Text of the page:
It's sort of like soccer, but it's played on a hilly field. It's more about play and less about competition. It's the game of puckelball, which is popular in Sweden and may be coming to St. Paul next year.
A local nonprofit group called Joy of the People, which provides free play and training for youth soccer players, is making plans to build a puckelball field at the South St. Anthony Recreation Center, KSTP reports.
(Photo by Glósóli Ateljé/ David Puig Serinyà)
Joy of the People is teaming up on the project with the Swedish artist who invented Puckelball, Johan Ström. He was in town last week to present plans for the new field to interested St. Paul residents.
KSTP describes the puckelball field as "something out of a Dr. Seuss book," with a hilly playing surface and fanciful, sculpture-like goals on either end. There are only two fields in existence so far – both of them in Sweden.
This video gives you an idea of how puckelball is played.
Puckel means “bump” in Swedish, and Ström said the field is meant to be a reflection of real life.
“We like to relate sports to life, but a normal soccer field does not represent life properly,” Ström said, according to Twin Cities Daily Planet. “Life is not smooth and even, you never know where the ball will bounce. Sometimes it is just not fair.”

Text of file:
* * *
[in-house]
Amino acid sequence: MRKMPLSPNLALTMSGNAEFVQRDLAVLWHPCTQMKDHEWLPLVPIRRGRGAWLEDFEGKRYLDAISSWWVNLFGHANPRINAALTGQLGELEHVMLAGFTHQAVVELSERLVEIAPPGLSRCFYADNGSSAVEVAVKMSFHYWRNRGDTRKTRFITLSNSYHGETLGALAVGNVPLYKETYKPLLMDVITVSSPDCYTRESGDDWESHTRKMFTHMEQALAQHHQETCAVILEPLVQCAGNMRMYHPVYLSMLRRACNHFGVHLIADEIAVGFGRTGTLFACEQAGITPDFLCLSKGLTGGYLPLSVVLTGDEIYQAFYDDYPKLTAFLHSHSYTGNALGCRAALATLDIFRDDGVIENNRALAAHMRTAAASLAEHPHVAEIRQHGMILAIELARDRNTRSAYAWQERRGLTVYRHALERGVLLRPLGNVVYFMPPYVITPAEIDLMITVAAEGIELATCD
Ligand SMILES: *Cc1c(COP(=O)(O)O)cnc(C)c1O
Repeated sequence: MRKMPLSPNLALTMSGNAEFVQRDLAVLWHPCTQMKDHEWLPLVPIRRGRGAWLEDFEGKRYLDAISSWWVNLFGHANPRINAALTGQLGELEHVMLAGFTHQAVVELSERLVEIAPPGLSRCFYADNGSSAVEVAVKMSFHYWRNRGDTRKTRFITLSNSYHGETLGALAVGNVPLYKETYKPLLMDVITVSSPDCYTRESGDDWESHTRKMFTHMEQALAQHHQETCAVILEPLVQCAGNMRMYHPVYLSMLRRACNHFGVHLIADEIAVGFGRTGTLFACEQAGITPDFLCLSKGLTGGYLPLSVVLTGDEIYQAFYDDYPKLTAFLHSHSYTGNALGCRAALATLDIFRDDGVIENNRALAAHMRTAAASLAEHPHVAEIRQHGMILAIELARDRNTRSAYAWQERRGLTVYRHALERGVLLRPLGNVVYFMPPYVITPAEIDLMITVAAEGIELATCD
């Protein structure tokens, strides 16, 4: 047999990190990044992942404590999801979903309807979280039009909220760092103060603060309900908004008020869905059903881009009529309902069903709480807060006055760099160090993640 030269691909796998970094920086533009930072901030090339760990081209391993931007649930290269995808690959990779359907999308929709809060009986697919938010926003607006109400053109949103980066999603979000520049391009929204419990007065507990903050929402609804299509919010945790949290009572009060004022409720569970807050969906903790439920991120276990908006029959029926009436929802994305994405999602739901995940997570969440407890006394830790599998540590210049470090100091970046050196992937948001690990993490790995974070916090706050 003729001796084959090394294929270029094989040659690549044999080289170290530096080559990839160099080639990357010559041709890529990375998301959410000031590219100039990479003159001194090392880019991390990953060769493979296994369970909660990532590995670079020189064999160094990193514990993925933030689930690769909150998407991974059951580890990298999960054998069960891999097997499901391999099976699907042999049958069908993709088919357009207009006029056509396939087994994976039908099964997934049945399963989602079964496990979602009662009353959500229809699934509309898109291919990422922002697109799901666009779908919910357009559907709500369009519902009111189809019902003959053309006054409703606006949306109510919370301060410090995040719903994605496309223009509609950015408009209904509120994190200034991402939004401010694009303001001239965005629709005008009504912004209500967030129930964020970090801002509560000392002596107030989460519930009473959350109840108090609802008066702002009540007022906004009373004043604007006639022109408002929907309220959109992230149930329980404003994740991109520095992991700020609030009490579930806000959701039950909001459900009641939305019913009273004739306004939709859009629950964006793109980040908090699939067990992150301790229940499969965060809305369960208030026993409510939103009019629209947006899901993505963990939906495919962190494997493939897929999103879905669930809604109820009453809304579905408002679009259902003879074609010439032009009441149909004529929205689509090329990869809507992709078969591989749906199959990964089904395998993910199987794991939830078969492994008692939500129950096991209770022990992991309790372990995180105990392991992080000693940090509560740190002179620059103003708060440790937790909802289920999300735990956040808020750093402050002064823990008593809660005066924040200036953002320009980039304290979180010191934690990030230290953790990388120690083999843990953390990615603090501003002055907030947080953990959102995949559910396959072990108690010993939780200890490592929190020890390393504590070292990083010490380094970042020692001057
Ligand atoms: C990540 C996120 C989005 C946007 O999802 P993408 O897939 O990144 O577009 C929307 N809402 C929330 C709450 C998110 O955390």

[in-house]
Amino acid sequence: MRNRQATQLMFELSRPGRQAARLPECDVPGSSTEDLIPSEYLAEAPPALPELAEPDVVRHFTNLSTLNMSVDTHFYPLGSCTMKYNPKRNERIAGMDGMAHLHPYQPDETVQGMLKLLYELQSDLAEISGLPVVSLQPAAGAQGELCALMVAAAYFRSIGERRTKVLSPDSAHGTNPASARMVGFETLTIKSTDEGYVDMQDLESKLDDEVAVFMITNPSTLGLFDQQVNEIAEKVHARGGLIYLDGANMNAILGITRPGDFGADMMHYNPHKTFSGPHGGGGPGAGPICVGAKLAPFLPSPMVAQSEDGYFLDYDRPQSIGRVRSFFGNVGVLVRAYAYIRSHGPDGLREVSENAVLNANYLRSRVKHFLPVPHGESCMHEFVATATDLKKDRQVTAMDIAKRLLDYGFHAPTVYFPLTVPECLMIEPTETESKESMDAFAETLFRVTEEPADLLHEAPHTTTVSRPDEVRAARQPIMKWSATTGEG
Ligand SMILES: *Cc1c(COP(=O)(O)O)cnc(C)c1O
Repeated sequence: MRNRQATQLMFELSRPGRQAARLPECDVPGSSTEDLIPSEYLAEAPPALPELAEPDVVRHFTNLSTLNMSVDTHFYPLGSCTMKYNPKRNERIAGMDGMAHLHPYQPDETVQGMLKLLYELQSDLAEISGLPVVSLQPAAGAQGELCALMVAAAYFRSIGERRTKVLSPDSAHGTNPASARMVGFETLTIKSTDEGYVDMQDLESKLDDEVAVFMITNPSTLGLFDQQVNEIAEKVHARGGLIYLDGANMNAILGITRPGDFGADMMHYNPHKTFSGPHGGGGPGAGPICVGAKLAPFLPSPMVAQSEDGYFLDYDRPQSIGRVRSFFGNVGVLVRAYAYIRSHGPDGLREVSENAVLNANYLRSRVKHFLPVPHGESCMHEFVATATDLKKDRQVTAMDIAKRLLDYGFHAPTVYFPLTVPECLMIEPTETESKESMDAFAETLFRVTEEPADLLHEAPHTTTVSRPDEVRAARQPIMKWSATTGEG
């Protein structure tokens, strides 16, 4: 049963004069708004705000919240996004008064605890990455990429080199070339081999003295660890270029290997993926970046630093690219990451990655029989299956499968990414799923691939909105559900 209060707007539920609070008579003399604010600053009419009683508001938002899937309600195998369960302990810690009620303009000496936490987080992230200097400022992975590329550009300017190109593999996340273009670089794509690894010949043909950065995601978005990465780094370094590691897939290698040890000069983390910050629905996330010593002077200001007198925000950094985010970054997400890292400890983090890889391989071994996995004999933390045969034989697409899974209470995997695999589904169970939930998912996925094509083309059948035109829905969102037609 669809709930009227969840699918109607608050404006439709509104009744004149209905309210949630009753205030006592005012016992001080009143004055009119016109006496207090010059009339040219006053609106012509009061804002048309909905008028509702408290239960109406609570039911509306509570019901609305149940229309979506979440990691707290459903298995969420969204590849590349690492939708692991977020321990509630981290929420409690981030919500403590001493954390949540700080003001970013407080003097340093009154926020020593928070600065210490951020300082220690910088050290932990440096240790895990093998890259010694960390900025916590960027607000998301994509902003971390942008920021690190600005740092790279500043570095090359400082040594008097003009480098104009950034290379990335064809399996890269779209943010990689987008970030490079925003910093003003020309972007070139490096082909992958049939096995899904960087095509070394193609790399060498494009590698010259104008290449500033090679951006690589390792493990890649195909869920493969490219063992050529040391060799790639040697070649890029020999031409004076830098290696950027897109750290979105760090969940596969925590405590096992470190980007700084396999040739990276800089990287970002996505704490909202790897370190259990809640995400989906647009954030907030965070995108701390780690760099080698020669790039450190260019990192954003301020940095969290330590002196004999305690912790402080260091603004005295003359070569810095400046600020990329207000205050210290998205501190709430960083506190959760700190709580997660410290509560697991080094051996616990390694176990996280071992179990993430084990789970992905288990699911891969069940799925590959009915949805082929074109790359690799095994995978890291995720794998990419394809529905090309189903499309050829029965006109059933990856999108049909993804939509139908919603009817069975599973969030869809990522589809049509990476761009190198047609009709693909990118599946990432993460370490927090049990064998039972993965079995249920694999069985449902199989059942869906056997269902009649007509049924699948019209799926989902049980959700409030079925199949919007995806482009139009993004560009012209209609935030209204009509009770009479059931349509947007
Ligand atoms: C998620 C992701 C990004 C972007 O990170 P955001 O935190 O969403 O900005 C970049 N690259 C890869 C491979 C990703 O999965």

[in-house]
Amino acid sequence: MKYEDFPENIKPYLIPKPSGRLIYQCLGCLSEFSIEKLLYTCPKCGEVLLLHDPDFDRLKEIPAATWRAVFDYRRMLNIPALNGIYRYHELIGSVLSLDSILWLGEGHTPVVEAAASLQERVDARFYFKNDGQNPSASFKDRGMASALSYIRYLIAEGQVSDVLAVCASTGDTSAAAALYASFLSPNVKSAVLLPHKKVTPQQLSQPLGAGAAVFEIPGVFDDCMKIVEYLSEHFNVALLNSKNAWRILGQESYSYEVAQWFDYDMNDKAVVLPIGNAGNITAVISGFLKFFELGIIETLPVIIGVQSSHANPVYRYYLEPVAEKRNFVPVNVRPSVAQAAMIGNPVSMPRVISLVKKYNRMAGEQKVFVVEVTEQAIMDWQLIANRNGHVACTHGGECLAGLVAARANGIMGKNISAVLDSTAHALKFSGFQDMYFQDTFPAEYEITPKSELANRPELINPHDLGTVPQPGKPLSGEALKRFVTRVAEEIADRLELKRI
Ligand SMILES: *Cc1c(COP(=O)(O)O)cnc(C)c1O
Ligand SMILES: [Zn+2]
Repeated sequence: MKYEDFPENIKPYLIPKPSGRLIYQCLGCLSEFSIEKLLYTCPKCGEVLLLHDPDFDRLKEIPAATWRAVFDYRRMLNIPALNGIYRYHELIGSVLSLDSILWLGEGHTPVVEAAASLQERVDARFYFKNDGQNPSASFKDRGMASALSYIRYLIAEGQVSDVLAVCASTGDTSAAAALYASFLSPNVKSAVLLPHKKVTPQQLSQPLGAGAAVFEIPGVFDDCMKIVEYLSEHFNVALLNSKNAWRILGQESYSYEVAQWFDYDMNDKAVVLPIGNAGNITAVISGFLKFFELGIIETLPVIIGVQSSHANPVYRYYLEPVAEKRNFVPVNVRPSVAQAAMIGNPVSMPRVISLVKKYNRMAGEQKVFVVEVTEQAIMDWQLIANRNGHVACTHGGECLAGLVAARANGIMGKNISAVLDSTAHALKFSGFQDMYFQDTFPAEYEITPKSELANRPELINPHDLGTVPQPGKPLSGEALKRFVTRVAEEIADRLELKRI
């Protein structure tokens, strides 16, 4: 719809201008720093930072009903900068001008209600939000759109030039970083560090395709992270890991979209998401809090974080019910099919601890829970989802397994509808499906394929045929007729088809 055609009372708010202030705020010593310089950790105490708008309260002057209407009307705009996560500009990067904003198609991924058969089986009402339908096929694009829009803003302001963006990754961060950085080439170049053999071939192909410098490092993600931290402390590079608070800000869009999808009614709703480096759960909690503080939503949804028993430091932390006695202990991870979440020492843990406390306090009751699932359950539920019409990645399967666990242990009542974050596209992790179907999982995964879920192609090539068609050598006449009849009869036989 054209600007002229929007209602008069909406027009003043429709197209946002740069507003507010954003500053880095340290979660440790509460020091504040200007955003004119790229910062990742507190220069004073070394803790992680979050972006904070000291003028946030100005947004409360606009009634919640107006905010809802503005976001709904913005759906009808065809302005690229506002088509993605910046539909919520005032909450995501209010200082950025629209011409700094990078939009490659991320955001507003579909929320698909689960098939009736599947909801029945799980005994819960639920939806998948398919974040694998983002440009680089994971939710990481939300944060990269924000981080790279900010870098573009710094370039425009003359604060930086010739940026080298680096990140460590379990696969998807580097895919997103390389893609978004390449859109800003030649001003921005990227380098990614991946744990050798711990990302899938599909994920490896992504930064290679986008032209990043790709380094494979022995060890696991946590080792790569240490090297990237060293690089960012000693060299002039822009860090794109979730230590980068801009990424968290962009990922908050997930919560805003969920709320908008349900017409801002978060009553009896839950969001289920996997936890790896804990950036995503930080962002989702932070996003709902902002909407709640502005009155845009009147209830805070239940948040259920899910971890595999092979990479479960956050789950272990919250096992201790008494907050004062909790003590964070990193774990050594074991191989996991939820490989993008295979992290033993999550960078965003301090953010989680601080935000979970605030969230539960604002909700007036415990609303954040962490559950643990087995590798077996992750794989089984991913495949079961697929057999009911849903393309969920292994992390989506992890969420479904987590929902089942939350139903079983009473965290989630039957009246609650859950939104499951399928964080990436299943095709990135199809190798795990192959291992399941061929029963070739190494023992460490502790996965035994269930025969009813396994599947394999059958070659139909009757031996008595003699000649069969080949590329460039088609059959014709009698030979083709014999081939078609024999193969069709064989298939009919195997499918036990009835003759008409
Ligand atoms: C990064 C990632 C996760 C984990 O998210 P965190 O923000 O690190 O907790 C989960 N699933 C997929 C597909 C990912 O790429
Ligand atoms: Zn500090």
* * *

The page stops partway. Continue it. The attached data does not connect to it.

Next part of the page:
Ted Kroeten, artistic director for Joy of the People (JOTP), said his organization wanted to work with Ström after realizing that puckelball aligned with the group's approach.
JOTP promotes free play instead of intensive coaching and competition as the best path to develop youth soccer players, Kroeten said.
“To turn into great players, children have to play the game without being told what to do,” he said, according to the Daily Planet.
This rendering (courtesy of Johan Ström) shows where the field might be located at the South St. Anthony Rec Center.
The puckelball field will cost about $500,000 to build, according to the Daily Planet.
There's more about puckelball on this Facebook page, but be aware that some of it is written in Swedish.